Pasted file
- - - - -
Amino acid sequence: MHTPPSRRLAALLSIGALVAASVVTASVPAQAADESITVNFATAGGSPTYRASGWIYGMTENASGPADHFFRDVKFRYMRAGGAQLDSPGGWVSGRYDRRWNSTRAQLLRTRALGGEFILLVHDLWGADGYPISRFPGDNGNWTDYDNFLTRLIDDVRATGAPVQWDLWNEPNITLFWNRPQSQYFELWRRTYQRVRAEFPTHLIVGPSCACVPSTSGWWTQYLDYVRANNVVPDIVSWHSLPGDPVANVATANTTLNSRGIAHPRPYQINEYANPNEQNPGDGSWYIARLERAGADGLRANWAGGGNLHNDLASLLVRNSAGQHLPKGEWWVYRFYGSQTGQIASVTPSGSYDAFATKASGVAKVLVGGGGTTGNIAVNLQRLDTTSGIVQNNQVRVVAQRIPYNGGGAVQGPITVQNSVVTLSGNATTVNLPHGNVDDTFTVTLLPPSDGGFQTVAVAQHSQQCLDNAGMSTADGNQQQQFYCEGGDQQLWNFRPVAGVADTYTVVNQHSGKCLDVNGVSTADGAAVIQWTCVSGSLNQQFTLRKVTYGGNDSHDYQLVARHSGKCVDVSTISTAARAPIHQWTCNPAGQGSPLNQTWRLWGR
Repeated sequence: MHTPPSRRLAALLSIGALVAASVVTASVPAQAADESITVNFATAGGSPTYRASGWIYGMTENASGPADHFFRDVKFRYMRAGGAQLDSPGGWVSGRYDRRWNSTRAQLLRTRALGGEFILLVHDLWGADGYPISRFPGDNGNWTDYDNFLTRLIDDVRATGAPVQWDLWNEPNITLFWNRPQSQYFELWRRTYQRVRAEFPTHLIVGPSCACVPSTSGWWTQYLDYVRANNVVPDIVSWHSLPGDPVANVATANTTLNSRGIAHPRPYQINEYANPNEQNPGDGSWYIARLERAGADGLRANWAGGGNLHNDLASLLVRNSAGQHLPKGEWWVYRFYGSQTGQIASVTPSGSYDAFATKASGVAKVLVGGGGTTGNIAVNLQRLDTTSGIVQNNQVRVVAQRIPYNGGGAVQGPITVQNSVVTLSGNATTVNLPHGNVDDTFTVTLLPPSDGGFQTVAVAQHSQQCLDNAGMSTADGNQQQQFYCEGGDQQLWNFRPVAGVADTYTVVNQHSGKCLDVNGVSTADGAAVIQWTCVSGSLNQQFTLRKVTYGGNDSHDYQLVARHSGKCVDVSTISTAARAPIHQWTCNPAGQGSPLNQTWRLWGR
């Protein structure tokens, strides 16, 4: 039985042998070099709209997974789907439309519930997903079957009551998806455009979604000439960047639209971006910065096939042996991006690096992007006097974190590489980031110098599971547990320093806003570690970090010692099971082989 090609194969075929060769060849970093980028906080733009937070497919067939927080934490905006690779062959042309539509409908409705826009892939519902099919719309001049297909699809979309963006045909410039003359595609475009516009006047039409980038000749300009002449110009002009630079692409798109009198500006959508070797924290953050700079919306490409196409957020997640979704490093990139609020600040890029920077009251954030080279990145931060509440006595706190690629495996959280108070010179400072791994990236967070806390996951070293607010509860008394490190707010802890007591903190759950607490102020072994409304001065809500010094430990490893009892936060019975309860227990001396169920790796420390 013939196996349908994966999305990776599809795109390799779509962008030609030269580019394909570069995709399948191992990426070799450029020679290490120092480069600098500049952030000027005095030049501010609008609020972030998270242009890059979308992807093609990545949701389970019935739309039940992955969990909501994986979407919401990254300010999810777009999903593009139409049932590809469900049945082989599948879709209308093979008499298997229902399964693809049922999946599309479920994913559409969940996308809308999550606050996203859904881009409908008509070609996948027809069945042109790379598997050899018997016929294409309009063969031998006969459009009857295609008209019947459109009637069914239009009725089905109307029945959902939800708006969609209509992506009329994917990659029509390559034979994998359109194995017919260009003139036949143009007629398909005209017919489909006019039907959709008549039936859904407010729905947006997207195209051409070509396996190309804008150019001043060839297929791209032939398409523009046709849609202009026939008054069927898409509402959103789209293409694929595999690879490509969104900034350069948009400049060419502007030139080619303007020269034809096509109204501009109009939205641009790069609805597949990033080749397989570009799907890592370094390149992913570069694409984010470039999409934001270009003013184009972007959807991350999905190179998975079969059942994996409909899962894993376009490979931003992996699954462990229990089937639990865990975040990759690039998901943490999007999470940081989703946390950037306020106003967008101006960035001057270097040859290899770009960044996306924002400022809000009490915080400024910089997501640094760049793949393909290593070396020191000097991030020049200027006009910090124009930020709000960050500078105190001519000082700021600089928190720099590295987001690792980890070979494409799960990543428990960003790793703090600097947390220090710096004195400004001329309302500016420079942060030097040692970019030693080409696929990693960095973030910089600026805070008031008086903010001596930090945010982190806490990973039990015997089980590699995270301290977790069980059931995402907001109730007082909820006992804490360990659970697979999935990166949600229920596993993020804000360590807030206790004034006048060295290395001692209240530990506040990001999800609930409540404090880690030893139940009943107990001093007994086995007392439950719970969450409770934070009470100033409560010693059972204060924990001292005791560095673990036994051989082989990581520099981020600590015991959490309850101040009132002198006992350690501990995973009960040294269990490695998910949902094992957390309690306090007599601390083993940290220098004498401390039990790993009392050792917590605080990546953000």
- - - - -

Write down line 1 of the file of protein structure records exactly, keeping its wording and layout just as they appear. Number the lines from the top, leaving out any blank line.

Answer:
Amino acid sequence: MHTPPSRRLAALLSIGALVAASVVTASVPAQAADESITVNFATAGGSPTYRASGWIYGMTENASGPADHFFRDVKFRYMRAGGAQLDSPGGWVSGRYDRRWNSTRAQLLRTRALGGEFILLVHDLWGADGYPISRFPGDNGNWTDYDNFLTRLIDDVRATGAPVQWDLWNEPNITLFWNRPQSQYFELWRRTYQRVRAEFPTHLIVGPSCACVPSTSGWWTQYLDYVRANNVVPDIVSWHSLPGDPVANVATANTTLNSRGIAHPRPYQINEYANPNEQNPGDGSWYIARLERAGADGLRANWAGGGNLHNDLASLLVRNSAGQHLPKGEWWVYRFYGSQTGQIASVTPSGSYDAFATKASGVAKVLVGGGGTTGNIAVNLQRLDTTSGIVQNNQVRVVAQRIPYNGGGAVQGPITVQNSVVTLSGNATTVNLPHGNVDDTFTVTLLPPSDGGFQTVAVAQHSQQCLDNAGMSTADGNQQQQFYCEGGDQQLWNFRPVAGVADTYTVVNQHSGKCLDVNGVSTADGAAVIQWTCVSGSLNQQFTLRKVTYGGNDSHDYQLVARHSGKCVDVSTISTAARAPIHQWTCNPAGQGSPLNQTWRLWGR